BNY Mellon's Rushe: ETP classifications in Europe could lead to further confusion

Tom Eckett

a man wearing a suit

Rob Rushe, head of ETF servicing, EMEA, at BNY Mellon, has said it will be a real challenge to reach a point where the European ETF ecosystem agrees a uniform classification system for exchange-traded products (ETPs).

Speaking on the third of ETF Stream’s webinar series, ETF Ecosystem Unwrapped, entitled Policy and Regulation: Key developments in the European ETF industry, Rushe (pictured) said the ETP classifications could lead to further confusion in Europe where the UCITS structure is already in place.

His comments come after major US ETF issuers such as BlackRock and State Street Global Advisors called on exchanges to implement clearer identification and categorisation for ETPs.

One area of controversy with the proposals is the push to segment inverse and leveraged into a new exchange-traded instrument (ETI) category.

Rushe said this could create confusion in Europe as many inverse and leveraged ETFs are regulated under the UCITS structure which is seen as the gold standard for investment vehicles globally.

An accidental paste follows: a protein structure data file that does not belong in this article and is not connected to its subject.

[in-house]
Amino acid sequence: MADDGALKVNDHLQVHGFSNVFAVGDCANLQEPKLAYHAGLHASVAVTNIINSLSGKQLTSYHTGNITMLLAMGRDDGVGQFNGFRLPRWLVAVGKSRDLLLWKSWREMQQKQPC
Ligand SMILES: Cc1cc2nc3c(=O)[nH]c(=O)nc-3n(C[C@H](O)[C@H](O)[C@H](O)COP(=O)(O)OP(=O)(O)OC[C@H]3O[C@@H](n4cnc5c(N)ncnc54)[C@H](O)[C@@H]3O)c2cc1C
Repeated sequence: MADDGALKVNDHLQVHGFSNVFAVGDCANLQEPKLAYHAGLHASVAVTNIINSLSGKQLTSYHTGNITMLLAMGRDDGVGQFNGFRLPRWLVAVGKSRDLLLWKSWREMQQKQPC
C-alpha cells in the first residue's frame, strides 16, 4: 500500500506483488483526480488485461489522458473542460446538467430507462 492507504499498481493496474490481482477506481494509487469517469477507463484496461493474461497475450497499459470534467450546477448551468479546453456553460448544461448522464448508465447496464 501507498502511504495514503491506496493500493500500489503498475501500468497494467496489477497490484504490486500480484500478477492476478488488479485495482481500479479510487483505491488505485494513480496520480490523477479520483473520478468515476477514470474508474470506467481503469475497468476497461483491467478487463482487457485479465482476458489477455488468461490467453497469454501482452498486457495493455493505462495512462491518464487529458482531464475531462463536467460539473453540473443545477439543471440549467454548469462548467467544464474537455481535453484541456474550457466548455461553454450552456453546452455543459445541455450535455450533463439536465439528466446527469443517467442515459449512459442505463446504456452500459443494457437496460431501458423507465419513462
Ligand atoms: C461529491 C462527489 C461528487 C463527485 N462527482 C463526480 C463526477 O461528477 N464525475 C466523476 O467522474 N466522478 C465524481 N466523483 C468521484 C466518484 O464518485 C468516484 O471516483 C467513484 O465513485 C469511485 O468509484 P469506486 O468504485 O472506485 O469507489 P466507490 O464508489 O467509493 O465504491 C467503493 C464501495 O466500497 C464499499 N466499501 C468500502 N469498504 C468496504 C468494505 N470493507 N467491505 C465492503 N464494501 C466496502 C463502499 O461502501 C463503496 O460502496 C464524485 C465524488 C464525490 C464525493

“Europe has different challenges to the US,” he continued. “UCITS funds can be leveraged but in the US, issuers say they should not be called ETFs.

“It is still very confusing and will be a real challenge to reach a point when everyone agrees what an ETF is and more specifically, what an ETF is not.”

Despite the challenges, however, Rushe stressed the importance of achieving some form of classification as the more esoteric ETPs risked damaging the brand reputation of the ETF wrapper.

He gave the example of the triple leveraged oil ETCs that were forced to close trading following historic volatility in the oil markets.

“There have been many scenarios where we have seen issues in the ETP space that get confused with ETFs in the media,” Rushe added.

Non-transparent ETFs

Although non-transparent ETFs have come to market in the US, Rushe said the lack of investor demand for these products this side of the pond meant they could be some way off being launched in Europe.

Regardless of the regulatory environment, he questioned the suitability of combining an active strategy with intraday trading for European investors at this moment in time.

Non-transparent ETF discussion takes back seat in Europe

Furthermore, he stressed the importance of having clear guidelines from ESMA on how they expect non-transparent ETFs to work.

“One of the factors that concerns me the most is one jurisdiction approving a structure before there is a cohesive regime in Europe,” Rushe continued. “This could lead to a confused situation.”

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